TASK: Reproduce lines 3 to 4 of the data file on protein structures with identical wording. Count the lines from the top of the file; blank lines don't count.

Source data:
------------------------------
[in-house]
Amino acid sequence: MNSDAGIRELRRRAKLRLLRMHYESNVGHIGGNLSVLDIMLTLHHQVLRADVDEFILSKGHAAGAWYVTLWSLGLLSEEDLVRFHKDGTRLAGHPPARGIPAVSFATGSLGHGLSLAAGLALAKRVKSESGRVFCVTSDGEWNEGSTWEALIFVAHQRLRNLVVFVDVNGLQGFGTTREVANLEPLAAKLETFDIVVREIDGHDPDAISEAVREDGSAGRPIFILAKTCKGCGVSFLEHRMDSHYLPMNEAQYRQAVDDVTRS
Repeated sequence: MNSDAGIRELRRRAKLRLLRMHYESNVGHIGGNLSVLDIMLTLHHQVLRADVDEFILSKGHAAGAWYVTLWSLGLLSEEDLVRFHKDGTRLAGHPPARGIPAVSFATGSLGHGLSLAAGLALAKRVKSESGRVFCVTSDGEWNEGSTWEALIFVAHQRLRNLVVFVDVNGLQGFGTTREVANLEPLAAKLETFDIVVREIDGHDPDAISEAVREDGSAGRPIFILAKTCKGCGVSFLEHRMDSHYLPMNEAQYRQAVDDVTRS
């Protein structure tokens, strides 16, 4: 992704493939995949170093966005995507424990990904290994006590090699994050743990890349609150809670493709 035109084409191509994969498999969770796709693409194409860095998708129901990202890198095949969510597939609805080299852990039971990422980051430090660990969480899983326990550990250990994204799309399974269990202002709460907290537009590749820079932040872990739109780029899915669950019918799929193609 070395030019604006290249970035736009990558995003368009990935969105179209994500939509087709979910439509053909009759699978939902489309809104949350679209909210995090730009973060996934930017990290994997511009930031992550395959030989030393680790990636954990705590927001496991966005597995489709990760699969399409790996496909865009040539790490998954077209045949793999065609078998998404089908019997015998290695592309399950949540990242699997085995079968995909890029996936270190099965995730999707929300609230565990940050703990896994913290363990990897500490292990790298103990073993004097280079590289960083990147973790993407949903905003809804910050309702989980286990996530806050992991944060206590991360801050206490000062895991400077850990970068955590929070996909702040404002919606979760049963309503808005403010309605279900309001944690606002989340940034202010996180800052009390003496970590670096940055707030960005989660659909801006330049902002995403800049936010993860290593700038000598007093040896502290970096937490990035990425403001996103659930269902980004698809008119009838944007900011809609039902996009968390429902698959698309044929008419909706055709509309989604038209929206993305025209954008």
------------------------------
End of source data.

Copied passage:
Repeated sequence: MNSDAGIRELRRRAKLRLLRMHYESNVGHIGGNLSVLDIMLTLHHQVLRADVDEFILSKGHAAGAWYVTLWSLGLLSEEDLVRFHKDGTRLAGHPPARGIPAVSFATGSLGHGLSLAAGLALAKRVKSESGRVFCVTSDGEWNEGSTWEALIFVAHQRLRNLVVFVDVNGLQGFGTTREVANLEPLAAKLETFDIVVREIDGHDPDAISEAVREDGSAGRPIFILAKTCKGCGVSFLEHRMDSHYLPMNEAQYRQAVDDVTRS
């Protein structure tokens, strides 16, 4: 992704493939995949170093966005995507424990990904290994006590090699994050743990890349609150809670493709 035109084409191509994969498999969770796709693409194409860095998708129901990202890198095949969510597939609805080299852990039971990422980051430090660990969480899983326990550990250990994204799309399974269990202002709460907290537009590749820079932040872990739109780029899915669950019918799929193609 070395030019604006290249970035736009990558995003368009990935969105179209994500939509087709979910439509053909009759699978939902489309809104949350679209909210995090730009973060996934930017990290994997511009930031992550395959030989030393680790990636954990705590927001496991966005597995489709990760699969399409790996496909865009040539790490998954077209045949793999065609078998998404089908019997015998290695592309399950949540990242699997085995079968995909890029996936270190099965995730999707929300609230565990940050703990896994913290363990990897500490292990790298103990073993004097280079590289960083990147973790993407949903905003809804910050309702989980286990996530806050992991944060206590991360801050206490000062895991400077850990970068955590929070996909702040404002919606979760049963309503808005403010309605279900309001944690606002989340940034202010996180800052009390003496970590670096940055707030960005989660659909801006330049902002995403800049936010993860290593700038000598007093040896502290970096937490990035990425403001996103659930269902980004698809008119009838944007900011809609039902996009968390429902698959698309044929008419909706055709509309989604038209929206993305025209954008």